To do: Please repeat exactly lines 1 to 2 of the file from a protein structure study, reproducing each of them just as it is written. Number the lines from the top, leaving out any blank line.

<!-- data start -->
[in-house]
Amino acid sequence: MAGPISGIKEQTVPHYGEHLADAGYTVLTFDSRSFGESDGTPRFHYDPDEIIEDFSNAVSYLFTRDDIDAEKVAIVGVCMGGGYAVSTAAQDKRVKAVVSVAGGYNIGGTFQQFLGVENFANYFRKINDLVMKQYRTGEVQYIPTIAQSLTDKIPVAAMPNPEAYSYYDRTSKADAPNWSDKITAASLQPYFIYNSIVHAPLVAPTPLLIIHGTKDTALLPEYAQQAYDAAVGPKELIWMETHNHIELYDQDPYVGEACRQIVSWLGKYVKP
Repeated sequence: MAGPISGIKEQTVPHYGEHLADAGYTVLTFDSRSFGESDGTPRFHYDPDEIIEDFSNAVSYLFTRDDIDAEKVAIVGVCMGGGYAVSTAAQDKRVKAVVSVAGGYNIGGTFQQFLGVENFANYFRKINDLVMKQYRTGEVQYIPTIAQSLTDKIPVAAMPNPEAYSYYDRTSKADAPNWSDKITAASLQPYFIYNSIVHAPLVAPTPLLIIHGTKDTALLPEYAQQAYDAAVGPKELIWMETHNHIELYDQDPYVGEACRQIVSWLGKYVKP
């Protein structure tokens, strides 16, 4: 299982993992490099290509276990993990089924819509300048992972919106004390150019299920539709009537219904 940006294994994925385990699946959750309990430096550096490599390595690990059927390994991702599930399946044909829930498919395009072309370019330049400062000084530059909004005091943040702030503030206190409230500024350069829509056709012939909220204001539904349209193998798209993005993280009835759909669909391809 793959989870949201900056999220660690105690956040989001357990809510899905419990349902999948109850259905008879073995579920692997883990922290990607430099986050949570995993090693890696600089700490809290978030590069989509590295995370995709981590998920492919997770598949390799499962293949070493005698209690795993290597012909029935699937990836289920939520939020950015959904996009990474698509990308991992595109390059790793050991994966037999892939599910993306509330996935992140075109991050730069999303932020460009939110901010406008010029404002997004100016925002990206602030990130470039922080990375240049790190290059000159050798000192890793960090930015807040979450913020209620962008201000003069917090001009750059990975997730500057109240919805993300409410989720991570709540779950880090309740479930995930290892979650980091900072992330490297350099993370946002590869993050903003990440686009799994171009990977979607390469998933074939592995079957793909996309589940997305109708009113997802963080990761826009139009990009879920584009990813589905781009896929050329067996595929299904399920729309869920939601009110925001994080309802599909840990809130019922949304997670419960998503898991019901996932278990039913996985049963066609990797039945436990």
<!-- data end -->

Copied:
[in-house]
Amino acid sequence: MAGPISGIKEQTVPHYGEHLADAGYTVLTFDSRSFGESDGTPRFHYDPDEIIEDFSNAVSYLFTRDDIDAEKVAIVGVCMGGGYAVSTAAQDKRVKAVVSVAGGYNIGGTFQQFLGVENFANYFRKINDLVMKQYRTGEVQYIPTIAQSLTDKIPVAAMPNPEAYSYYDRTSKADAPNWSDKITAASLQPYFIYNSIVHAPLVAPTPLLIIHGTKDTALLPEYAQQAYDAAVGPKELIWMETHNHIELYDQDPYVGEACRQIVSWLGKYVKP